Narrowing The Primary Care Gap
The primary care shortage in the US is destined to grow even more dire as indicated in an article featured in February 12th issue of the Washington Post. In light of the Healthcare Affordability Act there will be a need for at least 30,000 more primary care providers given the fact that tens of millions more individuals will likely enter the healthcare system. Many of whom have not had adequate care for many years, if ever.
The deficiency of primary care physicians is not a new phenomenon. For the last few decades a variety of factors ranging from the economic to ego tend to steer graduating physicians away from primary care toward the lucrative and esteemed medical specialties. The article highlighted the significant debt carried by many graduating physicians noting that one-third of the class of primary care residents at Children’s National Medical Center in Washington DC carry more than $200,000 in student loan debt. Couple that with the significant salary disparity between primary care and specialists, it is easy to rationalize the decision to pursue a specialty over primary care.
Among the solutions examined in this article including federal initiatives to close the primary care gap, a discernible exclusion is the role of mid-level practitioners (nurse practitioners [NPs]/physician assistants [PAs]. In the U.S., NPs and PAs have been practicing as far back as the 1960’s and 70’s when the professions were created in response to a shortage of healthcare providers. This has since evolved into more than 150,000 NPs and 74,000 PAs in the U.S. according to the ACNP and AAPA respectively. While the role has branched out to multiple specialties, the mainstay remains primary care.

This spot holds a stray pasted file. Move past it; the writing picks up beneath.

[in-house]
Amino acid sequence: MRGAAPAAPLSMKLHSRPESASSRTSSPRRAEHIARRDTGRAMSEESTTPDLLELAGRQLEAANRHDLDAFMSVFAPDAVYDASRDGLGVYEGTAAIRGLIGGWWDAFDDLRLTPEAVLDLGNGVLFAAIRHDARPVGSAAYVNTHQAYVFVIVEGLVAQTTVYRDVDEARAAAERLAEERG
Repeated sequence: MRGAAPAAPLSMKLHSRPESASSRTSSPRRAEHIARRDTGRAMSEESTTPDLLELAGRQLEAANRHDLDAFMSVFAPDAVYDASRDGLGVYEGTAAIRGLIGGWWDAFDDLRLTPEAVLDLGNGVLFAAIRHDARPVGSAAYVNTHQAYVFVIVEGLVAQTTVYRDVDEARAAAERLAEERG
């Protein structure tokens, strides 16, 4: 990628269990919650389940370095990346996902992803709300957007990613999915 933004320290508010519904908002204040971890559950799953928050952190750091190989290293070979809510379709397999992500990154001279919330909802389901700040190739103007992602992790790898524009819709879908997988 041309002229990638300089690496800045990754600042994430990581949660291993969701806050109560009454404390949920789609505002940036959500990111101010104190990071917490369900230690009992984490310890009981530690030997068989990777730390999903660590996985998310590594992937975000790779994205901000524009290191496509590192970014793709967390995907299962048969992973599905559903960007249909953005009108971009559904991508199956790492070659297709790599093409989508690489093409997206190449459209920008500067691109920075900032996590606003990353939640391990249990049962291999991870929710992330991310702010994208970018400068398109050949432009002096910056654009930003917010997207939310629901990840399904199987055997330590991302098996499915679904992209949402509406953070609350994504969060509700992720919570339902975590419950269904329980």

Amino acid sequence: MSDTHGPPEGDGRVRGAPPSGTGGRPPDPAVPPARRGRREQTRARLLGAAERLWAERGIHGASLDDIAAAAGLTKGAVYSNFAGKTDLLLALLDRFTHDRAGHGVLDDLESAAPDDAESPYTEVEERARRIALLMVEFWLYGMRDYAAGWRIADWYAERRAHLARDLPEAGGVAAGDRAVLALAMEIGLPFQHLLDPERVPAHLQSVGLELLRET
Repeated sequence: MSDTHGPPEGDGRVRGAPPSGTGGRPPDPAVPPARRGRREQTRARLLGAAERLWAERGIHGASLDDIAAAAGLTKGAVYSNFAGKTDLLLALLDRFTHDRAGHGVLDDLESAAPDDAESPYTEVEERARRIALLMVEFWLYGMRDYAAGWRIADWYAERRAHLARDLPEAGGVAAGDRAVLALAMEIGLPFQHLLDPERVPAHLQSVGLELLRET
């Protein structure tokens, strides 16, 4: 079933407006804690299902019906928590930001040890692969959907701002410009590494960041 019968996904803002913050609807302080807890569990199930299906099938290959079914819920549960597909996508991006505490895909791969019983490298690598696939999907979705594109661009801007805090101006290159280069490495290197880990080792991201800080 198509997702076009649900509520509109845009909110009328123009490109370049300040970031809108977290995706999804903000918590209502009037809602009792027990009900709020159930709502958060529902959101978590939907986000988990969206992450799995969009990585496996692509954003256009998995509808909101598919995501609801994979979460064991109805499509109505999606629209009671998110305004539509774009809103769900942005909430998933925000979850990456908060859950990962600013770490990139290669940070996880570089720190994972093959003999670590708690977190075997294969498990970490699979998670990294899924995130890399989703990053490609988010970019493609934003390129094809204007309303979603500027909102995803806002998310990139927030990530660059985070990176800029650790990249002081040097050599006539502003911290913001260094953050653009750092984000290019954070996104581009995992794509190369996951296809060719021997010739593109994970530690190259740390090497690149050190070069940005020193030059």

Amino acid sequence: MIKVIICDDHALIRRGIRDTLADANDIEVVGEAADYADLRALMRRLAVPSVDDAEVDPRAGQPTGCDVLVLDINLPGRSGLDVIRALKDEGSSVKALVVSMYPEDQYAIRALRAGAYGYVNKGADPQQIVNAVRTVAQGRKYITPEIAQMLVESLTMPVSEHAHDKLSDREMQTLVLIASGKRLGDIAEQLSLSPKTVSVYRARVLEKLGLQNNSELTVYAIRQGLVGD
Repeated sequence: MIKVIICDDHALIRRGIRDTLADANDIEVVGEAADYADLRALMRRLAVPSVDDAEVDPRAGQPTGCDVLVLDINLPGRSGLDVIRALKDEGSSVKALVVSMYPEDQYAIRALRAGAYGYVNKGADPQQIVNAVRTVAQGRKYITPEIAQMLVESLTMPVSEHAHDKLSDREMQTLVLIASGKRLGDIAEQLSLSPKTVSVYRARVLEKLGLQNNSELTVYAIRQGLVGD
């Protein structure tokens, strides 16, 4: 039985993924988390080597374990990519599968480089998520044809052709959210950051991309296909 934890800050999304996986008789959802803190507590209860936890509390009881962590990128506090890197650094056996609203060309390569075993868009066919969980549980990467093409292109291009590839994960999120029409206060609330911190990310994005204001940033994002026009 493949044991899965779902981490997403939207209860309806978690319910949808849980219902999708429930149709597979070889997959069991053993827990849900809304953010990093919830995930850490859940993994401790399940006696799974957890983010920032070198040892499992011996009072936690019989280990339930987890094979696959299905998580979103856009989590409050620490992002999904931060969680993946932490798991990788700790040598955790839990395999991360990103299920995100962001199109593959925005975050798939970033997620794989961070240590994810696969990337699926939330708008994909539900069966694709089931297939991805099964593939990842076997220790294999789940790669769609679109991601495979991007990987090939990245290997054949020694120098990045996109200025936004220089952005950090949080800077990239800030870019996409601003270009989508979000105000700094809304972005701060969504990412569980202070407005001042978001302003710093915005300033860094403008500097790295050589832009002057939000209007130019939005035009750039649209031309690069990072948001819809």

Thus, a large proportion of the mid-level practitioner population is ready and willing to take on primary care roles. A recent white paper published by Snowfish featured results of an analysis including 500+ NPs and PAs. It noted that in general mid-level practitioners are very suitable to manage non-urgent issues and management of chronic conditions such as diabetes, hypertension, and dyslipidemia. A sizeable number of mid-level practitioners function autonomously. Though their specific responsibilities vary depending upon the specialty and clinical setting, it is clear from the survey that NPs and PAs are involved in all aspects of disease state management. In many of the responsibilities described, there is little distinction between these clinicians and physicians. Furthermore, by 2015, all newly graduated NPs will require a doctorate degree (DNP).
In any case, the future of primary care may essentially be the shift away from the individual provider model toward the patient-centered “medical home”, in which a team approach is used to optimize patient outcomes. The obvious leader of this team would be the primary care physician who will use their years of education and rich understanding of physiology and disease management to guide the delivery of high quality care. Those ideal to deliver these services under such leadership are the mid-level practitioners.
As it takes much less time to graduate quality mid-level practitioners than it does for physicians, this is an excellent solution to filling the primary care gap while ensuring that delivery of primary care to the management of the millions of newly insured patients remains the best it can be.
Snowfish is uniquely positioned to provide executive decision makers with critical investment insights. We integrate clinical, business, and analytics to meet a client’s specific and specialized objectives. We are happy to provide the mid-level practitioner survey results discussed in this blog entry. More information on the survey and Snowfish is available on our website and by calling Snowfish at +1-703-759-4547.